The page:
A Holiday that Isn’t Just for Turkeys

Now that this blog has been around for more than three years, it’s safe to say there’s an established annual tradition. Every year, right around this time, I’ve written about Thanksgiving and thanks giving. Of course, thanks giving should happen on more than just a day in October. And for most of us, it probably does. (Who you thank, of course, is your own business. I just try to wallow in a cloud of general appreciation.)

Still, it’s important to have a designated day to focus on our good fortune. (And eat pumpkin pie. It’s important to have a day to do that, too.) This month, my little family has been challenged with a couple of significant problems, plus a few assorted minor ones. And when these trials hit, I’m reminded of how easy it is to slip into frustration, host a pity party, fantasize about the runaway life.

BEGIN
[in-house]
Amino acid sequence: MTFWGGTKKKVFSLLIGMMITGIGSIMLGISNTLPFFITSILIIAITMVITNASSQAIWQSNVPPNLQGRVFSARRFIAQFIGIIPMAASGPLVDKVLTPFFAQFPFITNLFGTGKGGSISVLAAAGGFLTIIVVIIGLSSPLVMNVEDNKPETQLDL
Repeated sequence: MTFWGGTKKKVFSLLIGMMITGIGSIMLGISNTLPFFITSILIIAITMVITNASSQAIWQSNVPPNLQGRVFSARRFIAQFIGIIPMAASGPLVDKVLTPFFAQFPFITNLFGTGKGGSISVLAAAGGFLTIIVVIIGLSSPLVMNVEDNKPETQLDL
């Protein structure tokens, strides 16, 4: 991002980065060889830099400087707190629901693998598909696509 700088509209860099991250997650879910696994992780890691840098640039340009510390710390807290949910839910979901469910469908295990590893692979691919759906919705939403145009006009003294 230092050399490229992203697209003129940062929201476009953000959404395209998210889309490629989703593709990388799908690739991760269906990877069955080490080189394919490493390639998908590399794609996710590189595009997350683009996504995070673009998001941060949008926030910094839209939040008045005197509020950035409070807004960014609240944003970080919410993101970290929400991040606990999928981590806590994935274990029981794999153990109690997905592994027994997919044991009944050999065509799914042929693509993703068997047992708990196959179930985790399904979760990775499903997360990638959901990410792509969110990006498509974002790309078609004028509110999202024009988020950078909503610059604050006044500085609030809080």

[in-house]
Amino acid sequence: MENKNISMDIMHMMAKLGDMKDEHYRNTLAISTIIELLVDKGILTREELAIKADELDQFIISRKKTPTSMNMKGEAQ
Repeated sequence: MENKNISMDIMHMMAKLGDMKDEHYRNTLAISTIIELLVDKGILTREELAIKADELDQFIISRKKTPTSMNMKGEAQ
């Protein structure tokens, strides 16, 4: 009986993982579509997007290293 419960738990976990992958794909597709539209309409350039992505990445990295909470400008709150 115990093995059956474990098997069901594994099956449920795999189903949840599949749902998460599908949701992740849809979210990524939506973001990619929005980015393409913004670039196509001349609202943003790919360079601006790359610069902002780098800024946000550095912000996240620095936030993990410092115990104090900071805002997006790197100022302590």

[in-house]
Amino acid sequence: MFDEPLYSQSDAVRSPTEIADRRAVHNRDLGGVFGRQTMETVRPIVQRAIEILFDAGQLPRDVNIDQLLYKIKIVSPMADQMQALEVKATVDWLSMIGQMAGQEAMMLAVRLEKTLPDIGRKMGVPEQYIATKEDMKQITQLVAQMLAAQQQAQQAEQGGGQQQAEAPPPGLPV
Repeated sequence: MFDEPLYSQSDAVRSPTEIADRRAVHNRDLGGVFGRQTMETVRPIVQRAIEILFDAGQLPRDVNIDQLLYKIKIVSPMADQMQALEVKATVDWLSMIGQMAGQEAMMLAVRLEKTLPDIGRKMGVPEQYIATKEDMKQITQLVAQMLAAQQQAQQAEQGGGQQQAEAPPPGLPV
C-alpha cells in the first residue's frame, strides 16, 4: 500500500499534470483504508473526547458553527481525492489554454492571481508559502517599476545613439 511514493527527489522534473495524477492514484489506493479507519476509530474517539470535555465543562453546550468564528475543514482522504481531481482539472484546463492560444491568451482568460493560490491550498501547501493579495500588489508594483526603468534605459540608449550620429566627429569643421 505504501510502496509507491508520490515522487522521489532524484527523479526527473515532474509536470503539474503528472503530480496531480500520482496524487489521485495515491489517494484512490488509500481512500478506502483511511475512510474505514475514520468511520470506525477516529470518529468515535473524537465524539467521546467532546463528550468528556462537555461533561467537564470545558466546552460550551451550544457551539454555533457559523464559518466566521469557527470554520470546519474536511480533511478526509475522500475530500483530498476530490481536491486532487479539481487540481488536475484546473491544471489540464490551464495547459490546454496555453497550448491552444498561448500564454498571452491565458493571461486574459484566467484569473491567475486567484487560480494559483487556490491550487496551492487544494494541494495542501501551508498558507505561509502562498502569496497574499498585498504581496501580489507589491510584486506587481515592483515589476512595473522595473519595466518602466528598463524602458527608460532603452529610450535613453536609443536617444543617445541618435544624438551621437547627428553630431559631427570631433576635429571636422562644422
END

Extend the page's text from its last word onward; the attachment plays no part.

Yet when I try to dwell on the positives in my life – the health and happiness of my child, the warmth of my marriage, the roof over our heads, the close community we live in, the taste of pinot grigio (my friend and oft-advisor firmly believes that no pity party is complete without a glass of wine)… it never, ever fails to make me feel at least a little better.

So that’s what I did this Thanksgiving. I felt thankful. And it’s helping. It’s no reason to give up my glass of pinot grigio – let’s not get giddy about this – but it truly makes a difference.

P.S. I had the pleasure of sharing my enthusiasm for good deeds on CBC Radio yesterday afternoon. Here’s the link to the 7-minute interview if you want to check it out.

I tried to take a picture of a pumpkin pie that WASN’T half eaten, but that’s an endangered species around here.

I tried to take a picture of a pumpkin pie that WASN’T half eaten, but that’s an endangered species around here.

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